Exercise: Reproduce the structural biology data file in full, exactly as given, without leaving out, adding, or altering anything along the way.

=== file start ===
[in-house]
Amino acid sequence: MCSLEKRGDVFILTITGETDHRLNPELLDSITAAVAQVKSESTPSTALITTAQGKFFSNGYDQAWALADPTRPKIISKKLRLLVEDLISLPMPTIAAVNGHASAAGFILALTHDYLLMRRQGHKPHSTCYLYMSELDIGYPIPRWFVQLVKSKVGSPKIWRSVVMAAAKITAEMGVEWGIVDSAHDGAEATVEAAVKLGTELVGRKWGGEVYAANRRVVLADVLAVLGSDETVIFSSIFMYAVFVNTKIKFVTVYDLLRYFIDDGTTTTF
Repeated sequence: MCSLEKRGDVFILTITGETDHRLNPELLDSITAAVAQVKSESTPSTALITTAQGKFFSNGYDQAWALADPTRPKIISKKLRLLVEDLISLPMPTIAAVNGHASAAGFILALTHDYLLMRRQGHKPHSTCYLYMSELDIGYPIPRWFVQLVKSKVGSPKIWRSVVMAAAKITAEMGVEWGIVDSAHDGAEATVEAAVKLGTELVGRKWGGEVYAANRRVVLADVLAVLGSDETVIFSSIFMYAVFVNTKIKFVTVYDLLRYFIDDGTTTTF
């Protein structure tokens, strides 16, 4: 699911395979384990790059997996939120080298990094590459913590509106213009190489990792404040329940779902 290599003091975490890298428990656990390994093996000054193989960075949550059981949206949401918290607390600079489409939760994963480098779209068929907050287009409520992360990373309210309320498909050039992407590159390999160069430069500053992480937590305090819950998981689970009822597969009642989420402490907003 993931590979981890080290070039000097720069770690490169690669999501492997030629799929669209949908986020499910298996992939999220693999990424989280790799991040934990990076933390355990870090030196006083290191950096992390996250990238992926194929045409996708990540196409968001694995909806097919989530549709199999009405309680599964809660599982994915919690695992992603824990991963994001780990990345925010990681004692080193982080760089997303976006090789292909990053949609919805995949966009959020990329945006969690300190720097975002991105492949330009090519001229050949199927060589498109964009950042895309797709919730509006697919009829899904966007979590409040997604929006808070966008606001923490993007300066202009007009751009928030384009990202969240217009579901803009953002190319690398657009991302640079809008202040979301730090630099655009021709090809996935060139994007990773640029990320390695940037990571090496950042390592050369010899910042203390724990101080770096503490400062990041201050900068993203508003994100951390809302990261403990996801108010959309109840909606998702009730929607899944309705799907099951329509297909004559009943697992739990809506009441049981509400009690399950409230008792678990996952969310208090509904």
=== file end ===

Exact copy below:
[in-house]
Amino acid sequence: MCSLEKRGDVFILTITGETDHRLNPELLDSITAAVAQVKSESTPSTALITTAQGKFFSNGYDQAWALADPTRPKIISKKLRLLVEDLISLPMPTIAAVNGHASAAGFILALTHDYLLMRRQGHKPHSTCYLYMSELDIGYPIPRWFVQLVKSKVGSPKIWRSVVMAAAKITAEMGVEWGIVDSAHDGAEATVEAAVKLGTELVGRKWGGEVYAANRRVVLADVLAVLGSDETVIFSSIFMYAVFVNTKIKFVTVYDLLRYFIDDGTTTTF
Repeated sequence: MCSLEKRGDVFILTITGETDHRLNPELLDSITAAVAQVKSESTPSTALITTAQGKFFSNGYDQAWALADPTRPKIISKKLRLLVEDLISLPMPTIAAVNGHASAAGFILALTHDYLLMRRQGHKPHSTCYLYMSELDIGYPIPRWFVQLVKSKVGSPKIWRSVVMAAAKITAEMGVEWGIVDSAHDGAEATVEAAVKLGTELVGRKWGGEVYAANRRVVLADVLAVLGSDETVIFSSIFMYAVFVNTKIKFVTVYDLLRYFIDDGTTTTF
């Protein structure tokens, strides 16, 4: 699911395979384990790059997996939120080298990094590459913590509106213009190489990792404040329940779902 290599003091975490890298428990656990390994093996000054193989960075949550059981949206949401918290607390600079489409939760994963480098779209068929907050287009409520992360990373309210309320498909050039992407590159390999160069430069500053992480937590305090819950998981689970009822597969009642989420402490907003 993931590979981890080290070039000097720069770690490169690669999501492997030629799929669209949908986020499910298996992939999220693999990424989280790799991040934990990076933390355990870090030196006083290191950096992390996250990238992926194929045409996708990540196409968001694995909806097919989530549709199999009405309680599964809660599982994915919690695992992603824990991963994001780990990345925010990681004692080193982080760089997303976006090789292909990053949609919805995949966009959020990329945006969690300190720097975002991105492949330009090519001229050949199927060589498109964009950042895309797709919730509006697919009829899904966007979590409040997604929006808070966008606001923490993007300066202009007009751009928030384009990202969240217009579901803009953002190319690398657009991302640079809008202040979301730090630099655009021709090809996935060139994007990773640029990320390695940037990571090496950042390592050369010899910042203390724990101080770096503490400062990041201050900068993203508003994100951390809302990261403990996801108010959309109840909606998702009730929607899944309705799907099951329509297909004559009943697992739990809506009441049981509400009690399950409230008792678990996952969310208090509904």